Making a borderline case for the Union

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The National Farmers’ Union recently held a debate on what the impact of independence would be on our agricultural industry – and I was invited to make the case for us being better together.

The 300-year-old Union between Scotland and the rest of the UK has resulted in deep economic integration, and as things stand, farms and businesses buy and sell to the whole of the UK, with no restrictions.

In the event of independence, trade will continue, but the introduction of an international border between Scotland and England would almost certainly have a negative impact. Just a one per cent reduction in exports by Scotland to the rest of the UK equates to £450million of sales.


It was great to see such a big turnout at the Kelso Charities Fair.

Every year charities from the Borders Talking Newspaper to Alzheimer Scotland gather to put on a fair at the Tait Hall. It’s always a great occasion and I would recommend that anyone who hasn’t been before to give it a go in future years.

Each stall offers something different and the event managed to raise thousands of pounds for good causes in the area.


I’m sure many of us paid respects to those who have given their lives for our country on Remembrance Sunday.

It is always a special day and offers a much-needed opportunity to give a thought to those who have fought and are still fighting to protect our country and freedom. I know ceremonies took place across our region to mark the day, with poppy wreaths being laid at memorials.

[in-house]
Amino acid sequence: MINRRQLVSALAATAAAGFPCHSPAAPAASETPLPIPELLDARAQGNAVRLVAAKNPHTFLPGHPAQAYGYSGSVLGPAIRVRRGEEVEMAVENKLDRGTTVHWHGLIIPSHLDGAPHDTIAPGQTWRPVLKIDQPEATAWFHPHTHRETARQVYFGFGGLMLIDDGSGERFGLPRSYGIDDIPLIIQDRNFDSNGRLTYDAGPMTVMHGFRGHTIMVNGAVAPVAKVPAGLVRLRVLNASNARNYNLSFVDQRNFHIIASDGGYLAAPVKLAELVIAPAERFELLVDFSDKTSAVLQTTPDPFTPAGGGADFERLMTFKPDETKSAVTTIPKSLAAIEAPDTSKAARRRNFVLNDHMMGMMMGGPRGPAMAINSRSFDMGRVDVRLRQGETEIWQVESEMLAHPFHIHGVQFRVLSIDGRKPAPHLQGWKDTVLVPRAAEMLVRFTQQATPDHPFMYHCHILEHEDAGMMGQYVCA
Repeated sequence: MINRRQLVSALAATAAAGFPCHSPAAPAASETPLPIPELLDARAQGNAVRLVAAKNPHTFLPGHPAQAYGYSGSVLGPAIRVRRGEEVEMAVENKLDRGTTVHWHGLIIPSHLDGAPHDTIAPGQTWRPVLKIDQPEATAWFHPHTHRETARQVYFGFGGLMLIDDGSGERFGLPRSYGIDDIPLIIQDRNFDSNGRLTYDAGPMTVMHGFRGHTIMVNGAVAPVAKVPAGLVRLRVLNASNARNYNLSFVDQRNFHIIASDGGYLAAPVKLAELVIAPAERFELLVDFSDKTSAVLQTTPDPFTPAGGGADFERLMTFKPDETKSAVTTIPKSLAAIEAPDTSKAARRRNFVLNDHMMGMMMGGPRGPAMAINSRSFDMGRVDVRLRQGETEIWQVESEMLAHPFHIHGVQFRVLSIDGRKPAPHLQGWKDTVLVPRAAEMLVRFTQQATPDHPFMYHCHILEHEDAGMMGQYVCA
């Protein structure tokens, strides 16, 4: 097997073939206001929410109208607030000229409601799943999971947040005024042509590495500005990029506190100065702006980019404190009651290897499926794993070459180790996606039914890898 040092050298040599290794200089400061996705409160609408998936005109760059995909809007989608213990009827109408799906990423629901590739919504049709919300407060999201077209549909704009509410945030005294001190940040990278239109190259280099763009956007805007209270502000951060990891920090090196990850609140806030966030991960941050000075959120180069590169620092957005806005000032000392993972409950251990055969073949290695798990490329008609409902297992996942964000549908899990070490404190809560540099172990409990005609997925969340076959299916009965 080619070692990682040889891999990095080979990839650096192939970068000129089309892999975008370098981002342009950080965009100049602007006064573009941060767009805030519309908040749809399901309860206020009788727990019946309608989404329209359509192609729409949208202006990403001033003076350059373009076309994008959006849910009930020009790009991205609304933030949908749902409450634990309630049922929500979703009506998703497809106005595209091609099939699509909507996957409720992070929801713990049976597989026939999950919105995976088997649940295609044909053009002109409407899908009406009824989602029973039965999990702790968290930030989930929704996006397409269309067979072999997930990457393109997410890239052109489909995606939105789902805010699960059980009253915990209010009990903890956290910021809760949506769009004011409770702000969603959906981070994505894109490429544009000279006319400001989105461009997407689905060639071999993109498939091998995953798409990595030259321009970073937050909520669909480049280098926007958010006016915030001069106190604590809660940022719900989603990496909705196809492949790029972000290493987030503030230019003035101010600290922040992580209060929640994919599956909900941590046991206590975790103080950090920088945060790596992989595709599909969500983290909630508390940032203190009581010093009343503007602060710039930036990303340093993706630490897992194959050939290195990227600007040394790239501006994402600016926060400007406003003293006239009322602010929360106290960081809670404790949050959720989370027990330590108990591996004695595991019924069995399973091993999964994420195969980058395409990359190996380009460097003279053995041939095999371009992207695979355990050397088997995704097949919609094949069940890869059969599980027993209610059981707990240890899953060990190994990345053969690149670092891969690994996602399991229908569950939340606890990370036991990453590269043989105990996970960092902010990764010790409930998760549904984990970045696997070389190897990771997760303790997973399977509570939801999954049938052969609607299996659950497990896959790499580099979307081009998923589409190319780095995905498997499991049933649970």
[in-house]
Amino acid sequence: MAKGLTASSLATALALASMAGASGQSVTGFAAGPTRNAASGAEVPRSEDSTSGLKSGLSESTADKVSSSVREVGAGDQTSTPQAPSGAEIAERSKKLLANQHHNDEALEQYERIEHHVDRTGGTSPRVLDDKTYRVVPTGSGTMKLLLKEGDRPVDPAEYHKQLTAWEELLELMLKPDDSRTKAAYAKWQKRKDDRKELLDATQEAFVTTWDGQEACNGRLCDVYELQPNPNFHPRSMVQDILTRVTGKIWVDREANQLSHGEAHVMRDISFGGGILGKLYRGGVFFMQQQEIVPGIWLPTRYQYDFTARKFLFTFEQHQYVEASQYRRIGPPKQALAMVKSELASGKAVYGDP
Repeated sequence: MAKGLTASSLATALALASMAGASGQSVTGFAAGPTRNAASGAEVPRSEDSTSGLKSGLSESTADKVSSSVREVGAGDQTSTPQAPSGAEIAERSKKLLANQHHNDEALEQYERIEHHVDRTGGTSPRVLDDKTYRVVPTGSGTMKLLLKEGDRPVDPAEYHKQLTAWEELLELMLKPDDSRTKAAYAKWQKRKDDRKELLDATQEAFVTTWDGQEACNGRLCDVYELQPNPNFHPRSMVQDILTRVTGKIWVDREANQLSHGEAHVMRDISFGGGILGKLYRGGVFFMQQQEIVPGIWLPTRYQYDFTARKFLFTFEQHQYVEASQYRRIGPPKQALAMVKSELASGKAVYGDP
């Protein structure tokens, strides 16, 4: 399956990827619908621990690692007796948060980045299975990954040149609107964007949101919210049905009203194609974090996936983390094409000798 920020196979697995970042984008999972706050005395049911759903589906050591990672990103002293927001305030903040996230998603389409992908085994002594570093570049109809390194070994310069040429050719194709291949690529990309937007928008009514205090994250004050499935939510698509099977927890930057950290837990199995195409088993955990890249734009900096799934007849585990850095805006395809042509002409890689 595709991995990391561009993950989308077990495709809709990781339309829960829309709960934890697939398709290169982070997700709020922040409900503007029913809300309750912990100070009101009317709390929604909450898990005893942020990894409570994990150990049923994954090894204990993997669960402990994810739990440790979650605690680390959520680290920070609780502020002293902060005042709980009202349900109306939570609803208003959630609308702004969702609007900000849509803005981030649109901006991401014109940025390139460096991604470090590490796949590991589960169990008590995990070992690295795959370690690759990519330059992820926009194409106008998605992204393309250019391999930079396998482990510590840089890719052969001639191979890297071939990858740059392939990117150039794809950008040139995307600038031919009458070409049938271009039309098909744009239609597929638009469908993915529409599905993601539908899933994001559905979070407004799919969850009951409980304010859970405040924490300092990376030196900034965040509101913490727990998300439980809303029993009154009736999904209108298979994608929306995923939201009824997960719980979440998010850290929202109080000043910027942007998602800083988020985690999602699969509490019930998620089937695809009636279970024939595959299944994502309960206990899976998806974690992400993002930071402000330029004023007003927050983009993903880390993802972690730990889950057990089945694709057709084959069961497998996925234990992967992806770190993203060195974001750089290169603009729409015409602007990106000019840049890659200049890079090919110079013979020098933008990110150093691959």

I was pleased to once again participate with the ceremonies in my hometown of Coldstream. Many men and women from the Borders have given their lives for our country and we must always remember the sacrifice they have made.


The inaugural Table Tennis Cup, organised by the Kelso Youth project, took place at a couple of weekends ago – and I was delighted to present the prizes to the winners.

Event organisers invited youngsters aged between nine and 18 years of age in the Kelso area along to the high school to take part in a series of coaching master classes overseen by former Scottish national table tennis coach David Fairholm.

In the afternoon a tournament was held between the players to see who would walk away with the individual trophies.

The standard of play in the final was of a very high level and just showed how far everyone had come along since the beginning of the day.